Make no mistake, things were quite tense within the organization even before last week’s divorce was revealed. There was a big split over how, if at all, to support the Palestinian President’s bid for statehood before the United Nations last month. There were discussions back and force on whether the group should take a position, support Abbas, maintain neutral, or push for a diplomatic compromise. So heated did it all get that one board member, journalist Daoud Kuttab, resigned in protest over the final decision. Kuttab accused the ATFP of putting its own interests and survival ahead of Palestine’s.
But perhaps the point-of-no-return was an article Asali wrote in Foreign Policy magazine last month, in which he publically criticized the Abbas government’s decision to take to the United Nations General Assembly the issue of statehood. Asali wrote:
A Palestinian state is long overdue. But though the Palestinian people are perfectly entitled to seek bilateral and multilateral recognition, their action at the United Nations could lead to a dangerous diplomatic confrontation…. A diplomatic confrontation is not in the interest of any party. For Israel, it could prompt an outburst of public anger and possible violence in the occupied territories that would be a security challenge at home and deepen its growing isolation abroad. For Palestinians, it could mean a return to more restrictive forms of control by Israeli occupation authorities, more checkpoints and roadblocks, as well as other forms of retaliation, including punitive economic measures.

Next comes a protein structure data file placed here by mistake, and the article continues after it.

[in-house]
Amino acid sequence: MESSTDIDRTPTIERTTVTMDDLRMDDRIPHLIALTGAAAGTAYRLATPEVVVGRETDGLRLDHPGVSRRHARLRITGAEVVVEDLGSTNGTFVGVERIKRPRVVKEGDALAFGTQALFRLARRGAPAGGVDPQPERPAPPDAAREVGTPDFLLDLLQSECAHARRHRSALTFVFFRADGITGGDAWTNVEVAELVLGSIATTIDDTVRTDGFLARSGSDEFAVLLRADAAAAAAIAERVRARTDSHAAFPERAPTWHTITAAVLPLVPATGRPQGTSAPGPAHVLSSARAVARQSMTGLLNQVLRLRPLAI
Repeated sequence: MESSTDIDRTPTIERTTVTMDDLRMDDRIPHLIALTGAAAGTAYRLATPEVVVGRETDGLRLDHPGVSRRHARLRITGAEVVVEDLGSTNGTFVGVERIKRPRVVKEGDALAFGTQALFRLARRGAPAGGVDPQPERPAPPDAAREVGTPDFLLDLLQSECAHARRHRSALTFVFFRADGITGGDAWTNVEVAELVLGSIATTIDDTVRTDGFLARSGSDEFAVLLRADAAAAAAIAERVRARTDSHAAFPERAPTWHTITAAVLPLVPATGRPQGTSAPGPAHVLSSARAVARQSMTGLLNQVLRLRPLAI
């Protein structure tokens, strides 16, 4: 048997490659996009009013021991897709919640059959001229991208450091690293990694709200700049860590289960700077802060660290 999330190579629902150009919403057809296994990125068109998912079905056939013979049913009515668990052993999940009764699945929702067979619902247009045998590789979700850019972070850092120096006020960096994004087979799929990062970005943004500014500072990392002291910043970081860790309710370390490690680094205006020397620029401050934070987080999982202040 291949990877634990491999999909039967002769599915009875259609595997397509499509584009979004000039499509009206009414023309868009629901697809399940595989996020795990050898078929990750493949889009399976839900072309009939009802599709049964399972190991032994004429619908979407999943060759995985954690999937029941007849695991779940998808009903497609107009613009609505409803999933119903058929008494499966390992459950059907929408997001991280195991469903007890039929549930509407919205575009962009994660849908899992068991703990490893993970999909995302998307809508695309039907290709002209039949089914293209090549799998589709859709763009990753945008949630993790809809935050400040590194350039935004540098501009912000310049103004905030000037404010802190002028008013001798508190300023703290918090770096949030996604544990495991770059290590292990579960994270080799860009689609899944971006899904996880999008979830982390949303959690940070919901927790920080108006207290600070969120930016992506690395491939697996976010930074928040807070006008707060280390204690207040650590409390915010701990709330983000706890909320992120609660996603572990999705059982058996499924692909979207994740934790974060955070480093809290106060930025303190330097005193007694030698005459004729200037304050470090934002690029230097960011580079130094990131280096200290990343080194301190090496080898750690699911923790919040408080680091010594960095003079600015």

Not just by pen but also by mouth, Asali warned of a potential violent backlash to Abbas’ efforts in New York. Via a curt letter, the group was informed that the Palestinian Authority, headed by Mahmoud Abbas, is immediately cutting ties. But the Palestinian Prime Minister, Salam Fayyad, is a close friend of Asali’s. They have been for years, and that has made some of the in-fighting all the more uncomfortable. Abbas is clearly angry with the ATFP and with Asali, in particular, and Fayyad is HIS Prime Minister. So while not speaking at the ATFP gala would be a slap in the face to Palestinian-Americans and their supporters, speaking there, theoretically, would be a slap in the face to Abbas.
It appears Fayyad is indeed set to speak, and one could assume that he received the green light from Abbas. Abbas is a big supporter of Fayyad, even, as some have argued, at the cost of a unity government with Hamas, which wants to see Fayyad gone. So it is highly unlikely that Fayyad is proceeding as planned without Abbas’ approval, however begrudgingly.